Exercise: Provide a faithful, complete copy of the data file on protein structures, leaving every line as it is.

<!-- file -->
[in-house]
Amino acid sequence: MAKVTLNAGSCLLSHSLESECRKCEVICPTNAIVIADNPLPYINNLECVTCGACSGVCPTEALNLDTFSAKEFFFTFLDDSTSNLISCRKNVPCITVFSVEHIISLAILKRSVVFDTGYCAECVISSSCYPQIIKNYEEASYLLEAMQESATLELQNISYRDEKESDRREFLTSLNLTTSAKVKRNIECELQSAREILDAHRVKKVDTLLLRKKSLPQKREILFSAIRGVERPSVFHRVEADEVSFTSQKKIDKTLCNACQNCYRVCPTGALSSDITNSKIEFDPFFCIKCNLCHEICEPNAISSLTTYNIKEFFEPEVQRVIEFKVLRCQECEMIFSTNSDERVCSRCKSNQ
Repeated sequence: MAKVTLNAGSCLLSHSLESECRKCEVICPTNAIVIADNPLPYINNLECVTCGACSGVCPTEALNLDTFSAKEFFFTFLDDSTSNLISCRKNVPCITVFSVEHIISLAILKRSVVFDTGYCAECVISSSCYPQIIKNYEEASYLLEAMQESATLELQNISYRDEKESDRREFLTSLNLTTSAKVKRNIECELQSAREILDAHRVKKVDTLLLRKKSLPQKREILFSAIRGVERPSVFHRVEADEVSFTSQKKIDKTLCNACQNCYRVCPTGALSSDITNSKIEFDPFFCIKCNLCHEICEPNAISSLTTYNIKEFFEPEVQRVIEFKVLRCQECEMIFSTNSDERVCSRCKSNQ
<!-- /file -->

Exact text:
[in-house]
Amino acid sequence: MAKVTLNAGSCLLSHSLESECRKCEVICPTNAIVIADNPLPYINNLECVTCGACSGVCPTEALNLDTFSAKEFFFTFLDDSTSNLISCRKNVPCITVFSVEHIISLAILKRSVVFDTGYCAECVISSSCYPQIIKNYEEASYLLEAMQESATLELQNISYRDEKESDRREFLTSLNLTTSAKVKRNIECELQSAREILDAHRVKKVDTLLLRKKSLPQKREILFSAIRGVERPSVFHRVEADEVSFTSQKKIDKTLCNACQNCYRVCPTGALSSDITNSKIEFDPFFCIKCNLCHEICEPNAISSLTTYNIKEFFEPEVQRVIEFKVLRCQECEMIFSTNSDERVCSRCKSNQ
Repeated sequence: MAKVTLNAGSCLLSHSLESECRKCEVICPTNAIVIADNPLPYINNLECVTCGACSGVCPTEALNLDTFSAKEFFFTFLDDSTSNLISCRKNVPCITVFSVEHIISLAILKRSVVFDTGYCAECVISSSCYPQIIKNYEEASYLLEAMQESATLELQNISYRDEKESDRREFLTSLNLTTSAKVKRNIECELQSAREILDAHRVKKVDTLLLRKKSLPQKREILFSAIRGVERPSVFHRVEADEVSFTSQKKIDKTLCNACQNCYRVCPTGALSSDITNSKIEFDPFFCIKCNLCHEICEPNAISSLTTYNIKEFFEPEVQRVIEFKVLRCQECEMIFSTNSDERVCSRCKSNQ